I dealt with my discouragement this time by going online and finding other success stories. (This is why I wanted to write this article. There is someone just like me searching for motivation right now and I want to give it to them.) I would search for success stories about self published authors. I had to know that other people had succeeded. That I wasn’t just day dreaming or wasting my time. One of the sites that I came across was Sunil’s Extra Money Blog.
The information on his blog was invaluable, but the honesty and transparency gave me a great boost of motivation. That’s because Sunil had published a picture of a check he received from his ebook royalties. It was a $3,000 dollar check. I printed it out and put it on my wall next to my computer. I also wrote to him to thank him for publishing it.
A lot of people talked about their success, but no one had ever been brave enough to publish the actual checks to serve as proof. Something about witnessing that check put the fire back inside of me. It proved to me that success was real and it was within reach. It wasn’t just a fantasy. People did make money from their ebooks. I now had the proof hanging on my wall.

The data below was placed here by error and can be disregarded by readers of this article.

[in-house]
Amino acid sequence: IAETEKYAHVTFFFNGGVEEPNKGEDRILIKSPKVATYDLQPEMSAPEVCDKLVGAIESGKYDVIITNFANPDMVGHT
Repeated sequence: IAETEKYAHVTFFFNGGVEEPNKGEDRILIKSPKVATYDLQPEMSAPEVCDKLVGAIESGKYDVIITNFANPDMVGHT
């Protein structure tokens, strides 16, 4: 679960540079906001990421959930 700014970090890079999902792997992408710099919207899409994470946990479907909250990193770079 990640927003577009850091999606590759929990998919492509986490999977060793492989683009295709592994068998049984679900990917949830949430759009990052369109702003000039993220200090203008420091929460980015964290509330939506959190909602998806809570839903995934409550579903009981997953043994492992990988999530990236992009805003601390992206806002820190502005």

From that point on, there was no stopping me. Any moment I had, I worked. My poor husband only had one day off a week from our business. He would stay with the kids the whole day while I went in the room and worked.
We both made huge sacrifices without ever knowing if it would pay off, but we were so tired of the rat race (no pun intended) that having a glimmer of hope kept us going. By the time the baby was a year old, I had officially finished the book. It was invigorating. I couldn’t believe I had actually written a book.
Unfortunately, that was only half the battle. It was now time to edit and format the book. I went through 18 drafts before I came to a final product. I had 4 family members and friends go through and edit it. Even after all of this, there were still mistakes throughout the book. I also had to gather affiliate links, file the copyright, format the book for Kindle, and a get a cover put together. The list of chores began to get overwhelming.